For the past 12 months I have argued that Australia’s LNG boom is looking rather like a bubble, built on unrealistic extrapolations of demand, overly cheap finance, wildly inflating costs, a stampede for supply all adding up to wildly inflated asset values and, ultimately, poor returns on bubble pricing. It is now facing off with a giant pin:
JAPAN has ratcheted up its attack on high Australian LNG prices — hailing US shale gas exports as a game changer that could slash prices by up to 30 per cent — and is inviting industry players to Tokyo next month as it looks to break the traditional LNG pricing model and encourage new supply.
An official from the industry ministry said yesterday buying US shale gas was like purchasing from a “supermarket” at true market prices. He said shale gas exports coupled with a coming “boom” in supply had the potential to turn LNG pricing in Asia on its head.
…Success by Japan, the world’s biggest LNG buyer, in pushing the changes to the LNG pricing structure could put a severe dent in Australia’s national income.
…”The price in the US is $US4. You add liquefication and transport — that’s $US3 each — and when in comes to Japan it’s going to be $US11 or $US12. That’s still 30 per cent cheaper than what we are paying now.”
Japan has been buoyed by the Obama administration’s decision to issue an export permit for shale gas from the Freeport LNG project in the US.
The Japanese government is confident this will soon be followed by permits for two other projects that Japan is involved in — Cameron and Cove Point — in bringing exports to 15 million tonnes per annum.
“That’s going to change the game,” Mr Kihara said.
“The first gas priced directly (in proportion to the US Henry Hub price) has already happened. Kansai Electric has already struck a deal with BP Singapore. Also, with US gas exports some utilities have already announced they will purchase by gas-linked pricing. Also, worldwide, there is going to be a boom in production — this will change the entire market situation.”
Australia’s LNG cost curve shows that a pricing shift anywhere near $11-12 will be calamitous for the Australian LNG boom:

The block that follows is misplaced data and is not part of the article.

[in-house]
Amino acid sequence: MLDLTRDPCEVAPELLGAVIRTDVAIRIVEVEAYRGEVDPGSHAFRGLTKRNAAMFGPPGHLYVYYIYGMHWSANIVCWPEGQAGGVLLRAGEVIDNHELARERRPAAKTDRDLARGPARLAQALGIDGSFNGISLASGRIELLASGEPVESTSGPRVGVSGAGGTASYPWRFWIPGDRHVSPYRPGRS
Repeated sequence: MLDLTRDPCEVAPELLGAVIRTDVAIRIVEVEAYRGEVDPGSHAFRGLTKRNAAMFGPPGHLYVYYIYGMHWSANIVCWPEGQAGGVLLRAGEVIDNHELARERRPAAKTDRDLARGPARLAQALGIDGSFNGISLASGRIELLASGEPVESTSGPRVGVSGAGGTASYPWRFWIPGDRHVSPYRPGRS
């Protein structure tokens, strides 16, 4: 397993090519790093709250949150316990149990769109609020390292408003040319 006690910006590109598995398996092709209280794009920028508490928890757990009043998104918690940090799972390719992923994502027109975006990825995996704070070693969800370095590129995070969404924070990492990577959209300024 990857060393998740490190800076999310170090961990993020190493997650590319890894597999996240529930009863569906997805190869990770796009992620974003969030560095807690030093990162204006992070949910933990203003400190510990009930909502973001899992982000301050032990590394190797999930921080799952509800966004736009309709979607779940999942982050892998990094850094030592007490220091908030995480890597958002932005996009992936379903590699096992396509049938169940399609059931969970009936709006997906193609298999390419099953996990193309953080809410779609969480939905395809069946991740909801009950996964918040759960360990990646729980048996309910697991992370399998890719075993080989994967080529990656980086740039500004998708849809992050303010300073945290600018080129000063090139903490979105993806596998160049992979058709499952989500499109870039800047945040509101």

There are mitigating factors. Japan is clearly ramping the rhetoric ahead of its big conference and some significant portion of the LNG underpinning these projects has been forward sold on oil-linked contracts that should hold up. Most have price flexibility provisions but only in the 5-10% range not 30%.
Even so, contracts fall through. Chevron is still, for instance, looking for buyers for the output of Gorgon, which will be finished in early 2015.
Also, the Japanese have a different history to that of the Chinese and iron ore. They have traditionally taken a long term view of the market and have recognised the mutual benefits in exchanging price for security of supply across different commodities. Having said that, Australia also had a history of behaving honorably in North Asia and not gouging customers, until the past ten years of exuberance.
Another, less reassuring, way of looking at is that the Japanese are very well-informed clients, and would not be embarking on this course lightly.
I don’t think we’ll see any of the big local projects fall over and, in the very long run US shale gas volumes will likely disappoint expectations, so returns for Australian projects should recover. But in the medium to long term I see pain.
At best we’re looking at more sharp terms of trade falls for the nation and deteriorating returns for the hasty companies involved. Expect a great deal more pressure in the form of internal devaluation as managements seek to bail out their rashness, and no new projects as this process plays out.
Fiscal stabilisation mechanism in the form of a big fat mining tax and SWF anyone?
He is also a former gold trader and economic commentator at The Sydney Morning Herald, The Age, the ABC and Business Spectator. He is the co-author of The Great Crash of 2008 with Ross Garnaut and was the editor of the second Garnaut Climate Change Review.